As to the interrelations between the minds of beings, the being we may be about to harm or even kill, from a Buddhist point of view, may well be our own parents, children, wives or husbands, or dearest friends from former lives.
Because Buddhists see the problem of war as a karmic one, the solution is seen as the practicing and teaching of correct ethical behavior.  Good deeds lead to good consequences, bad deeds to bad. If you plant bean seeds, you get beans; if you plant melon seeds, you get melons. If you plant the seeds of war, you get war; if you plant the seeds of peace, you get peace.
The most fundamental moral precept in Buddhist teaching is respect for life and the prohibition against taking life. Generally speaking, all living beings want to live and are afraid of death. The strongest desire is for life, and when that desire is thwarted, the response is unbelievably powerful anger. Unlike almost all other religions, Buddhism teaches that there are no exceptions to this prohibition and no expedient arguments are admitted. The taking of life not only covers human life but all sentient beings. Reducing the karma of killing is equivalent to putting out the fire under the pot of boiling soup. If we end killing, the world will be at peace.

The prohibition against stealing says, more literally, that one must not take what is not given. Stealing, whether it is by individuals, corporations, or nations, occurs because of selfish greed. From the time of the Trojan War, sexual misconduct has also been a cause of war, as has been lying. National leaders whose minds have been clouded by drugs are not rare in history either–their conduct is rarely just and peaceful. The international drug trade in itself has become a major impediment to peace in most parts of the world. The taking of intoxicating substances is also prohibited by fundamental Buddhist teachings.

The Buddhist vision is a world in which all life is sacred, in which selfishness, in the guise of greed, anger and foolishness, does not interfere with the basic interconnectedness of all living beings. That interconnectedness, when freed from the distortion of selfishness, is based upon the potential for enlightenment that every being shares.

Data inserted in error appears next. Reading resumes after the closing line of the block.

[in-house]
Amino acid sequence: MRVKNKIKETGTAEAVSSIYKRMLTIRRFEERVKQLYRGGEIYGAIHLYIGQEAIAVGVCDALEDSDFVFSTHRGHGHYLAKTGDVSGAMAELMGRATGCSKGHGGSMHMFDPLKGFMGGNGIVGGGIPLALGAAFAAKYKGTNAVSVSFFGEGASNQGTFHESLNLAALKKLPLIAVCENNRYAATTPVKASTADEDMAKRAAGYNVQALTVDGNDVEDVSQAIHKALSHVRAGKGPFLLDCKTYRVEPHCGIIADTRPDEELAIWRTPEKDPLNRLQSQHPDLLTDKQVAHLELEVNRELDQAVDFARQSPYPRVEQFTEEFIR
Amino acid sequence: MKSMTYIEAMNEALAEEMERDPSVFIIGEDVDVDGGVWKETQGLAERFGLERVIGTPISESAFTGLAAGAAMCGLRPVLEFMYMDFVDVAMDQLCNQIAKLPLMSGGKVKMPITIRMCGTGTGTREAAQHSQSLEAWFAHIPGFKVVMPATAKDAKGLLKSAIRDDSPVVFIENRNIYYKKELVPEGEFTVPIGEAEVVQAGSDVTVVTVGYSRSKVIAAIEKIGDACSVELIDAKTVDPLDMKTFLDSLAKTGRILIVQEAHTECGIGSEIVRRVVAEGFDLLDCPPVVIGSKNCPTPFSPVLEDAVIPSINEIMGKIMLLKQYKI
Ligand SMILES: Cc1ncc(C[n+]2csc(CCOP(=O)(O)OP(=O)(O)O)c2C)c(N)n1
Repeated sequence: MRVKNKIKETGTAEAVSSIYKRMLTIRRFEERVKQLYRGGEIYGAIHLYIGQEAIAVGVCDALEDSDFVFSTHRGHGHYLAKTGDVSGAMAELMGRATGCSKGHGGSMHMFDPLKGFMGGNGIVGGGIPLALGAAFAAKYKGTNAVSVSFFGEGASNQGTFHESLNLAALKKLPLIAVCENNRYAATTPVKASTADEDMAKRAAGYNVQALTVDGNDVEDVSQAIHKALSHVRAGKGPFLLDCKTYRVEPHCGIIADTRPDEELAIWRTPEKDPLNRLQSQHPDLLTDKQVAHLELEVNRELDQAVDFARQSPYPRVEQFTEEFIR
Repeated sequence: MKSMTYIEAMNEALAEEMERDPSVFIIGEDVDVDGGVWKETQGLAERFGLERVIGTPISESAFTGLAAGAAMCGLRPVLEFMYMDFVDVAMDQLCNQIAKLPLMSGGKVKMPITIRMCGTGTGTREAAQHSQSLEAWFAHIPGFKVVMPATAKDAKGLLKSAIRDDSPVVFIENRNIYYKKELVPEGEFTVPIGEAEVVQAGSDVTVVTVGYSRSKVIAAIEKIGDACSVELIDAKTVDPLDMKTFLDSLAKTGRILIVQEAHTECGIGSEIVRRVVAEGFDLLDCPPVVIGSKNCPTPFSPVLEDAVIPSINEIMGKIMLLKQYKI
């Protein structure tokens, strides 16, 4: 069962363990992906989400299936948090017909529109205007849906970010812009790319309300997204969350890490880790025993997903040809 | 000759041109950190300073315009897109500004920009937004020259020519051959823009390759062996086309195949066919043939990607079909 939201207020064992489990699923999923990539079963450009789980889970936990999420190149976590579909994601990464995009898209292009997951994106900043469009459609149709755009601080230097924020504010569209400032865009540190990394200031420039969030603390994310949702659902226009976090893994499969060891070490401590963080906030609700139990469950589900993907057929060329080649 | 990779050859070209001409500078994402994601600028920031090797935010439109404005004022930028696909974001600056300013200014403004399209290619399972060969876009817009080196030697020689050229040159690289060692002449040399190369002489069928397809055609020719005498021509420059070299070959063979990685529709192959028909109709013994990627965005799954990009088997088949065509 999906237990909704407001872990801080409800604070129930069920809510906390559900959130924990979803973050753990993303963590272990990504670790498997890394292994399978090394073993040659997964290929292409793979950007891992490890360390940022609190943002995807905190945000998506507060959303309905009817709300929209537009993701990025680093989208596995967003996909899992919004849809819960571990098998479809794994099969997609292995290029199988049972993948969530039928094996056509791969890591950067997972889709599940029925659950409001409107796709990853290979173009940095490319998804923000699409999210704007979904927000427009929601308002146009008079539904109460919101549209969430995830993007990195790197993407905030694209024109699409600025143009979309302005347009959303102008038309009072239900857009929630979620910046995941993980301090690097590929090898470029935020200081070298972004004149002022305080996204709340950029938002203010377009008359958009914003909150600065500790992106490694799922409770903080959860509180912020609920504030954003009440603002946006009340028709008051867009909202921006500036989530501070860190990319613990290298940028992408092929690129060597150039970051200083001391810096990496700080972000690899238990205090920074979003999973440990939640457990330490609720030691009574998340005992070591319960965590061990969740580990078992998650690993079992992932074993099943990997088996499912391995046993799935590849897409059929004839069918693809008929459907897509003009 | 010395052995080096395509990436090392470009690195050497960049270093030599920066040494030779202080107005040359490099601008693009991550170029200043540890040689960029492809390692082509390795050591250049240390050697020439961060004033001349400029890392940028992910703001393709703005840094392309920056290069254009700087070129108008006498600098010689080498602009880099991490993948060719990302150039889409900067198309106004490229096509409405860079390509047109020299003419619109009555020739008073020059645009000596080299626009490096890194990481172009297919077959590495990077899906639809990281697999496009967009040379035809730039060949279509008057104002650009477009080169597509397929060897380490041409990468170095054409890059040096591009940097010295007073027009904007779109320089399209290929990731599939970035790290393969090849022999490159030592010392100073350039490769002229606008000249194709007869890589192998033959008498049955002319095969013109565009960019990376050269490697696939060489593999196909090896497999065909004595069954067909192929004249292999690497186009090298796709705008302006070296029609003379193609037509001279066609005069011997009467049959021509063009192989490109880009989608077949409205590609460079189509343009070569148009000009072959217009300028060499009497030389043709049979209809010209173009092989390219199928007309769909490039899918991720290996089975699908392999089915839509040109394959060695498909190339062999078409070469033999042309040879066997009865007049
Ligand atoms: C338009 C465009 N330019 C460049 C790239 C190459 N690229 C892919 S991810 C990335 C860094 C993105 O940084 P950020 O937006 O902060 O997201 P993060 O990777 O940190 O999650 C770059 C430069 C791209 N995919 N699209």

A beautiful vision, some might say. But how can such a peace be realized in a world such as ours? Isn’t it mere impractical fantasy? No, it is not. Now the time has come to outline some concrete and practical steps that can be taken towards making it a reality. As a beginning, here are three steps.

Step One

If the karma of killing is the flame beneath the soup pot, by reducing it, we directly affect the boiling turmoil of violence and war. We need to reduce the atmosphere of killing and violence, both in our society and in our own lives. Each one of us can reduce the level of killing in our own lives by the very simple act of becoming vegetarian. An ancient sage once said:

For hundreds of thousands of years
The stew in the pot
Has brewed hatred and resentment
That is difficult to stop.
If you wish to know why there are disasters
Of armies and weapons in the world,
Listen to the piteous cries
From the slaughterhouse at midnight.

In a more contemporary vein George Bernard Shaw wrote a “Song of Peace:”

We are the living graves of murdered beasts,
Slaughtered to satisfy our appetites.
We never pause to wonder at our feasts
If animals, like men, can possibly have rights.
We pray on Sundays that we may have light,
To guide our footsteps on the paths we tread.
We’re sick of war, we do not want to fight,
The thought of it now fills our hearts with dread
And yet we gorge ourselves upon the dead.
Like carrion crows, we live and feed on meat,
Regardless of the suffering and pain
We cause by doing so. If thus we treat
Defenseless animals for sport or gain,
How can we hope in this world to attain
The Peace we say we are so anxious for?
We pray for it, o’r hecatombs of slain,
To God, while outraging the moral law,
Thus cruelty begets its offspring–War.